William Jay Smith

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For the 19th-century Tennessee congressman, see William Jay Smith (Tennessee politician)
William Jay Smith
Born(1918-04-22)April 22, 1918
Winnfield, Louisiana
DiedAugust 18, 2015(2015-08-18) (aged 97)
Lenox, Massachusetts
NationalityUnited States
Alma materWashington University in St. Louis
Columbia University
Oxford University

William Jay Smith (April 22, 1918 – August 18, 2015) was an American poet. He was appointed the nineteenth Poet Laureate Consultant in Poetry to the Library of Congress from 1968 to 1970.[1]


William Jay Smith was born in Winnfield, Louisiana. He was brought up at Jefferson Barracks, Missouri, south of St. Louis. Smith received his A.B. and M.A. from Washington University in St. Louis, and continued his studies at Columbia University, and Oxford University as a Rhodes Scholar.

In 1947 he married the poet Barbara Howes, and they lived for a time in England and Italy. They had two sons, David Smith, and Gregory. They divorced in the mid-1960s.

Smith was a poet in residence at Williams College from 1959–1967, taught at Columbia University from 1973 until 1975. He served as the Professor Emeritus of English literature at Hollins University. He was the first Native American named to the position of Poet Laureate in the United States.

As of 2008, he lived in houses located in both Cummington, Massachusetts, and Paris, France.[2]

Smith was the author of ten collections of poetry of which two were finalists for the National Book Award.

He had been a member of the American Academy of Arts and Letters since 1975.

His work appeared in Harper's Magazine,[3] The New York Review of Books,[4]



  • Poems. Banyan Press. 1947.
  • Celebration at Dark. Farrar, Straus. 1950.
  • The Tin Can and Other Poems. Delacorte Press. 1966.
  • His Collected Poems: 1939–1989. C. Scribner's Sons. 1990. ISBN 978-0-684-19167-6.
  • The World Below the Window: Poems, 1937–1997. Johns Hopkins University Press. 1998. ISBN 978-0-8018-6783-5. reprint 2002
  • The Cherokee Lottery: A Sequence of Poems. Curbstone Press (original from the University of Michigan). 2000.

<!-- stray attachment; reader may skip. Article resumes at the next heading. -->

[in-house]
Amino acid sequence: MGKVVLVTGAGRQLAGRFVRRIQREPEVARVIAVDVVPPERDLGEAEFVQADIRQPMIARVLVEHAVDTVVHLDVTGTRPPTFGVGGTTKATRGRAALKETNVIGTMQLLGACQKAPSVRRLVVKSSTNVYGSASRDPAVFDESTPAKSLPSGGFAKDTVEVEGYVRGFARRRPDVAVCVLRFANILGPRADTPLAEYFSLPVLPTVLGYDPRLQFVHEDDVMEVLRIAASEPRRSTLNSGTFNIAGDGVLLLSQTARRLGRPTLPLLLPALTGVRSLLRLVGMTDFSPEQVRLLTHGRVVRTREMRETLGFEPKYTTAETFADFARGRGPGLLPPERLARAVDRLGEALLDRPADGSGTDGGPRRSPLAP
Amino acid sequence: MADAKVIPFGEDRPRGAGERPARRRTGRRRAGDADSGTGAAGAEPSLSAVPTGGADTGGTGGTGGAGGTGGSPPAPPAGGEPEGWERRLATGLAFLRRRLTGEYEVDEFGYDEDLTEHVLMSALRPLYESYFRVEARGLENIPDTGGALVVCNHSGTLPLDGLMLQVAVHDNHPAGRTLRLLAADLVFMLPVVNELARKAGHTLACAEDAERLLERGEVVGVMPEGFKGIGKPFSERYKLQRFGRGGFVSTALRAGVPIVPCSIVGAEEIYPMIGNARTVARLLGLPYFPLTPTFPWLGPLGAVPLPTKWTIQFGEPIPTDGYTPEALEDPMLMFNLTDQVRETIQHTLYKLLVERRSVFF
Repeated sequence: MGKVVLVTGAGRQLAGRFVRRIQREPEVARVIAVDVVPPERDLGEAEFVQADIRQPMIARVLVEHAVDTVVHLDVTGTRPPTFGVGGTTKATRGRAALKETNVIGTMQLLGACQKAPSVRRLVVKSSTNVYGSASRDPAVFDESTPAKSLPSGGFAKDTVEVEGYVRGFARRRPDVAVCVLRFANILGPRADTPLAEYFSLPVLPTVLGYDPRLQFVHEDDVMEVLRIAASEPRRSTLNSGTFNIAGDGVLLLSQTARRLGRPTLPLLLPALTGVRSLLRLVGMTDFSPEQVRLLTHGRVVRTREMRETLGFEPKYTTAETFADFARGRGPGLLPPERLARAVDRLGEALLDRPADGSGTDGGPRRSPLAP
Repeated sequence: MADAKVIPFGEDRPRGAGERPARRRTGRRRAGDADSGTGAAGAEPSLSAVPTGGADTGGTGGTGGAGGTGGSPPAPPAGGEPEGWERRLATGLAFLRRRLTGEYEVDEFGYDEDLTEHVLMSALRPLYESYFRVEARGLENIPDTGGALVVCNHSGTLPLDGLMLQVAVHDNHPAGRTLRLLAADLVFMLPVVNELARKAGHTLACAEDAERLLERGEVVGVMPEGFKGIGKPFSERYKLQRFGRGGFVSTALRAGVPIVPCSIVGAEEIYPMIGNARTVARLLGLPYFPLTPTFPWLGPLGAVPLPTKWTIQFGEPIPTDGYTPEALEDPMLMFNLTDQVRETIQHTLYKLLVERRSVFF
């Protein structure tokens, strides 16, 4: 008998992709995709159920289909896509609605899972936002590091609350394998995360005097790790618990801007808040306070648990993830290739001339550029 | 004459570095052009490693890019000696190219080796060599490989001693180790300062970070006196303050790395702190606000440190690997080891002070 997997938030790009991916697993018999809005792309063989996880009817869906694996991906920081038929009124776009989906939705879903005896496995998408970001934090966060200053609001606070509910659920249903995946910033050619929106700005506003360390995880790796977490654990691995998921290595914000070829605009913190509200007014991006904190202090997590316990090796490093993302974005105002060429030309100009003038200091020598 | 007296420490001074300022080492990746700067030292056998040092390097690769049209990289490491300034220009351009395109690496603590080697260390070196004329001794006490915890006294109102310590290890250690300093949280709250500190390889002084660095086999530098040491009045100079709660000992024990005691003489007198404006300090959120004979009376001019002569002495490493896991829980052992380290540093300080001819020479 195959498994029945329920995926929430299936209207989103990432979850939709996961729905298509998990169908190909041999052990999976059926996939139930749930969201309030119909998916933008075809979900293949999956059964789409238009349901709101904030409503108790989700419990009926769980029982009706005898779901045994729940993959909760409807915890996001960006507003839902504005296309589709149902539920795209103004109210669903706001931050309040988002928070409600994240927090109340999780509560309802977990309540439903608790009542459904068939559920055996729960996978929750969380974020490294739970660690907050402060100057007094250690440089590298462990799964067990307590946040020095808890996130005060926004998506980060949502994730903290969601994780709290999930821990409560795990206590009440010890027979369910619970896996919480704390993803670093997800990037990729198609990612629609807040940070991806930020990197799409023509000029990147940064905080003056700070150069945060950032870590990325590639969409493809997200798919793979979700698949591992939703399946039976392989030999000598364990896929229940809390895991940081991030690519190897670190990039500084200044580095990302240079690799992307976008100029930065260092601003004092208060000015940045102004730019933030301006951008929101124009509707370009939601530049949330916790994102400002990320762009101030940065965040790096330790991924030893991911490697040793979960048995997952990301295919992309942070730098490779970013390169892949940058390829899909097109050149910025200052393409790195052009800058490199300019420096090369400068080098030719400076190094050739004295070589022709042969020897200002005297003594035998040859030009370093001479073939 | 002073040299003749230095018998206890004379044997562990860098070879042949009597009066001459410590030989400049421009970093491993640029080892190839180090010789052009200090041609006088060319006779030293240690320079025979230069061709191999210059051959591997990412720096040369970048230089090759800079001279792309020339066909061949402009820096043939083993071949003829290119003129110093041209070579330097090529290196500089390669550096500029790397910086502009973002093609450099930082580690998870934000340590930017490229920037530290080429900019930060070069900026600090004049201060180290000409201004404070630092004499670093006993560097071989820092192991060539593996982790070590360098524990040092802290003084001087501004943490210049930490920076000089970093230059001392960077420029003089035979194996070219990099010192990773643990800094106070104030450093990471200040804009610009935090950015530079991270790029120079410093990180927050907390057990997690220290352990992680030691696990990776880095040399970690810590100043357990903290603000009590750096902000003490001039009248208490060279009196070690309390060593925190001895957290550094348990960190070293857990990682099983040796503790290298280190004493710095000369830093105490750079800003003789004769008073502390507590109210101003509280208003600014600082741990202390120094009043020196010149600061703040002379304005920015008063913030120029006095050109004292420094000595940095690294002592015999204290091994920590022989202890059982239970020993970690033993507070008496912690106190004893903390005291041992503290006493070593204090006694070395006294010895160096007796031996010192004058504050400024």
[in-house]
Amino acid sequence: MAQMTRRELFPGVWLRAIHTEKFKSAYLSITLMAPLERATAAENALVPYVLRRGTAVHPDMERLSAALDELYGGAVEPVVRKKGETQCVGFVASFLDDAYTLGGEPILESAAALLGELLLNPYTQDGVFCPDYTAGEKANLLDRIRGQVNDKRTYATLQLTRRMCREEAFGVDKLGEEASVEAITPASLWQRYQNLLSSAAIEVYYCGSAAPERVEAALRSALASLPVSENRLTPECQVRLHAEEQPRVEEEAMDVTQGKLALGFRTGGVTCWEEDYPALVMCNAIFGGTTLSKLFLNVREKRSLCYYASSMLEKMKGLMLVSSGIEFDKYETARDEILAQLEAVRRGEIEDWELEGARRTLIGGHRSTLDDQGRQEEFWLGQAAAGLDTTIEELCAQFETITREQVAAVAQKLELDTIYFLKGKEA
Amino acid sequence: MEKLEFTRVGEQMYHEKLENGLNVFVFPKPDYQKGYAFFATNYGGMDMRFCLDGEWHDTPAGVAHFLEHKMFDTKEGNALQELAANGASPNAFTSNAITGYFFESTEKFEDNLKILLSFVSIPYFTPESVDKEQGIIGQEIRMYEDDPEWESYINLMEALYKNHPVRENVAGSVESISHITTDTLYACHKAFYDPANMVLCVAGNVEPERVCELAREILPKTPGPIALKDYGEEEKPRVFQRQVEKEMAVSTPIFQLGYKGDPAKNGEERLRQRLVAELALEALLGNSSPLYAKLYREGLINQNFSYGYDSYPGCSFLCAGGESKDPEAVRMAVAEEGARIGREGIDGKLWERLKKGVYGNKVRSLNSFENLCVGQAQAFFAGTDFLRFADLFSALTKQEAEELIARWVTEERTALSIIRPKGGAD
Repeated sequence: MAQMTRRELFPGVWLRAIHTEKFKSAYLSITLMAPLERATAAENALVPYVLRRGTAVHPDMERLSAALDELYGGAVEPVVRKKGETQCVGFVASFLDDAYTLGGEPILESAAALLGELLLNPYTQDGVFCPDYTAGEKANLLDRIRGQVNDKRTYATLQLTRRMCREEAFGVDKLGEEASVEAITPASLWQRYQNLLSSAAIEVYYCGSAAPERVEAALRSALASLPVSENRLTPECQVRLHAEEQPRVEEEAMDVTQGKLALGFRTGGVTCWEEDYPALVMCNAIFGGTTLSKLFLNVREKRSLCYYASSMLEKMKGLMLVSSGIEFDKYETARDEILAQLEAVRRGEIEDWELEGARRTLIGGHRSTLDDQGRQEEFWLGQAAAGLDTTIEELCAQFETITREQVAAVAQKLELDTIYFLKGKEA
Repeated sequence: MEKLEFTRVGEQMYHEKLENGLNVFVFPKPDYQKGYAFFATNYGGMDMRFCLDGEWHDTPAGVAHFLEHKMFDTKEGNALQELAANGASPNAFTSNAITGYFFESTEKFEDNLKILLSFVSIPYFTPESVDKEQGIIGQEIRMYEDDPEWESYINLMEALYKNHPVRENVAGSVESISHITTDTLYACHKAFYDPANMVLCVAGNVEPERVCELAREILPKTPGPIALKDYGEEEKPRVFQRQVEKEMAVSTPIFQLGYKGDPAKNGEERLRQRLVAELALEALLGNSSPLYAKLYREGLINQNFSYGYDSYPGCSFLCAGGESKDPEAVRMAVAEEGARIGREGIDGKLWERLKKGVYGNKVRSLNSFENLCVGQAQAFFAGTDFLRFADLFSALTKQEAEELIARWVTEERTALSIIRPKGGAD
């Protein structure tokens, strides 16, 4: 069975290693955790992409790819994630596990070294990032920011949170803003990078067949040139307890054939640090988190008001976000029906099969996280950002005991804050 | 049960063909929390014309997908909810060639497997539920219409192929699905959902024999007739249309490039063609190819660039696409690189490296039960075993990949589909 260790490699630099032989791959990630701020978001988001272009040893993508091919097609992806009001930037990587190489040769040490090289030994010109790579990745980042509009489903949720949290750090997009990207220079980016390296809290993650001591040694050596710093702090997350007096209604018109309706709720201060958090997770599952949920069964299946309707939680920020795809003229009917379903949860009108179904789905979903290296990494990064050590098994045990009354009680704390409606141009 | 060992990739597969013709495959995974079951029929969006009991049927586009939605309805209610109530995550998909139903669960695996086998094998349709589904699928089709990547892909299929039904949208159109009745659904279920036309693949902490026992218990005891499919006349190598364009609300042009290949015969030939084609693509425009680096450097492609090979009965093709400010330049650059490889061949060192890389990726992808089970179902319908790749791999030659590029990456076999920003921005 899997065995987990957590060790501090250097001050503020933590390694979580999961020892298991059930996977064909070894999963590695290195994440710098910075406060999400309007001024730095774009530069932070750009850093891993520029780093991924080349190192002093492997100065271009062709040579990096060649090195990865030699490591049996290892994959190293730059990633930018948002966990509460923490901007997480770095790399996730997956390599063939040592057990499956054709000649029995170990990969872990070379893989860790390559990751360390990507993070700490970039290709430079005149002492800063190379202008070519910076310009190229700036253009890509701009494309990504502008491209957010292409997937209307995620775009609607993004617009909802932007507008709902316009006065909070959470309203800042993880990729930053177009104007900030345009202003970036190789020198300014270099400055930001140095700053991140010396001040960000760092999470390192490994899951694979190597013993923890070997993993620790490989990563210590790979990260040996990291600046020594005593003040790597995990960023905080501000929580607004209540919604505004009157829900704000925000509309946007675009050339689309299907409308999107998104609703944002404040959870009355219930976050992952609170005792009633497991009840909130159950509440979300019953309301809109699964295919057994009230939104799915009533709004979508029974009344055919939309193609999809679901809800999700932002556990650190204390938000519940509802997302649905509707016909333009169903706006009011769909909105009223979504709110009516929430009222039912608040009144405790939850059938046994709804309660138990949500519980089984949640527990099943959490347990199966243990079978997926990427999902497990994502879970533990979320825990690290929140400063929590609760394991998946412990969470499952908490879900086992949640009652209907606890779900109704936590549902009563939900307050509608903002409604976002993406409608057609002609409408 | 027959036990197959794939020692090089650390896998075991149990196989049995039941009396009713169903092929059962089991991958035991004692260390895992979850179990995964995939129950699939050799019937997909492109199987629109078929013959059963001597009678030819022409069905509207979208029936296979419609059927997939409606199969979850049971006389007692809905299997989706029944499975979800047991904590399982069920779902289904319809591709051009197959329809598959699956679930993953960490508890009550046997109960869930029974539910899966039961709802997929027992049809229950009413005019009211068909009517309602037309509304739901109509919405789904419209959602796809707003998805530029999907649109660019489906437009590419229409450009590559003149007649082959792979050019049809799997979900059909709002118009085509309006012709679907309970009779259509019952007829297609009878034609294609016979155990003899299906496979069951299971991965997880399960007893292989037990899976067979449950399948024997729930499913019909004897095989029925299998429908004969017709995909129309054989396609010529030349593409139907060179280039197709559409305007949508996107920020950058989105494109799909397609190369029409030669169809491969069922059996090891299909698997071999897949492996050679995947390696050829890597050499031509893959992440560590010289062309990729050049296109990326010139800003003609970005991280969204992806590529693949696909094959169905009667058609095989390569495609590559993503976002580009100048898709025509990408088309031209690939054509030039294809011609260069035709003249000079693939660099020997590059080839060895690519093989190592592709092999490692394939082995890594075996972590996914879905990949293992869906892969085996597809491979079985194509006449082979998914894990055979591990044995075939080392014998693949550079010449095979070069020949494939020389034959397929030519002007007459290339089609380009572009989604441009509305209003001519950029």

Poems for children[edit]


, Federico García Lorca (1994).



  • James S. Holmes, William Jay Smith, ed. (1984). Dutch interior. Columbia University Press. ISBN 978-0-231-05746-2.
  • Dana Gioia, William Jay Smith, ed. (1985). Poems From Italy. New Rivers Press.



When the whole history of twentieth-century American poetry is eventually written, it will surely be revealed that despite the apparently larger and often noisier triumphs of "open" forms, astonishingly good verse that we can call "metrical" or "formal" has continued to be written by some of the country's best poets – Smith himself along with his contemporaries and near-contemporaries Richard Wilbur, John Hollander, and Anthony Hecht. That Smith has written poems replete with rhythm, rhyme, wit, and melody – what Louise Bogan called "the pleasures of formal poetry," in an essay by the same name – is cause for celebration, homage, and gratitude.

— Elizabeth Frank, The Atlantic.[5]

The far-reaching themes and variety of styles in William Jay Smith's poetry prove that commonplace ideas and everyday activities can be reinvented by lyrical language that enlightens and entertains the reader. His magical "Collected Poems" span a half-century of his life and the life of the nation, adding up to a literary and social history of our times in verse.

— Herbert Mitgang, Books of The Times; Man, Nature and Everyday Activities in Verse[6]

The best poems in Smith's first book were unlike anything else in postwar American literature. Their quality of tone and vision was French, but not the French of any particular author. Instead Smith, a native of that international Paris of the imagination, was writing French poems in English, poems as close as anything by the Symbolists to that unattainable ideal of poésie pure. In a short poem like "A Note on the Vanity Dresser", the words themselves take over the initiative and create meanings and echoes of meaning that seem almost independent of the poet. This is a poem that shows language in the process of discovering itself.

— Dana Gioia, "The Journey of William Jay Smith"[7]


  • 1945 Young Poets prize, Poetry
  • 1964 Ford fellowship for drama
  • 1970 Henry Bellamann Major award
  • 1972 Loines award
  • 1972, 1995 National Endowment for the Arts grant
  • 1975, 1989 National Endowment for the Humanities grant
  • 1978 Gold Medal of Labor (Hungary)
  • 1980 New England Poetry Club Golden Rose Award
  • 1982 Ingram Merrill Foundation grant
  • 1990 California Children's Book and Video Awards recognition for excellence (pre-school and toddlers category), for Ho for a Hat!
  • 1991 medal (médaille de vermeil) for service to the French language, French Academy
  • 1993 Pro Cultura Hungarica medal
  • twice a nominee for the National Book Award in poetry
  • 1997 René Vásquez Díaz prize, Swedish Academy


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